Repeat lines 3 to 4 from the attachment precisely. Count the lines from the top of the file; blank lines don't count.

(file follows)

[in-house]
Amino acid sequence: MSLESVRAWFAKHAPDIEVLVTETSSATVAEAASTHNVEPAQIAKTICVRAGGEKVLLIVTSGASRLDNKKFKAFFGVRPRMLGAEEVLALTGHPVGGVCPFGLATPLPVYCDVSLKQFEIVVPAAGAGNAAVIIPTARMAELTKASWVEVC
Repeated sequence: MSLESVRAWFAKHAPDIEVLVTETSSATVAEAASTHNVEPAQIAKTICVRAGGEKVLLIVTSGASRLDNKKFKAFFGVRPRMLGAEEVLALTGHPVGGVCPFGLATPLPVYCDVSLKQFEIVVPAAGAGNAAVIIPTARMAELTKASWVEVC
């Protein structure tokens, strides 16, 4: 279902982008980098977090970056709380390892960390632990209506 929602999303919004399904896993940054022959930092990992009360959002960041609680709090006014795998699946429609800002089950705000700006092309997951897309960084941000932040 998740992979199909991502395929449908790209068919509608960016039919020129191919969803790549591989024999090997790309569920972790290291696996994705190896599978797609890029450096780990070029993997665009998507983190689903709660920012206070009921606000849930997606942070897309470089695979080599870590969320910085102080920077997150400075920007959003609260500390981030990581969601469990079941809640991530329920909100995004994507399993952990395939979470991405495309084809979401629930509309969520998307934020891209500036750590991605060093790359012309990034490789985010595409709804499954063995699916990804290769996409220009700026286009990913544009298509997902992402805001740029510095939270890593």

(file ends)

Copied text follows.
Repeated sequence: MSLESVRAWFAKHAPDIEVLVTETSSATVAEAASTHNVEPAQIAKTICVRAGGEKVLLIVTSGASRLDNKKFKAFFGVRPRMLGAEEVLALTGHPVGGVCPFGLATPLPVYCDVSLKQFEIVVPAAGAGNAAVIIPTARMAELTKASWVEVC
């Protein structure tokens, strides 16, 4: 279902982008980098977090970056709380390892960390632990209506 929602999303919004399904896993940054022959930092990992009360959002960041609680709090006014795998699946429609800002089950705000700006092309997951897309960084941000932040 998740992979199909991502395929449908790209068919509608960016039919020129191919969803790549591989024999090997790309569920972790290291696996994705190896599978797609890029450096780990070029993997665009998507983190689903709660920012206070009921606000849930997606942070897309470089695979080599870590969320910085102080920077997150400075920007959003609260500390981030990581969601469990079941809640991530329920909100995004994507399993952990395939979470991405495309084809979401629930509309969520998307934020891209500036750590991605060093790359012309990034490789985010595409709804499954063995699916990804290769996409220009700026286009990913544009298509997902992402805001740029510095939270890593």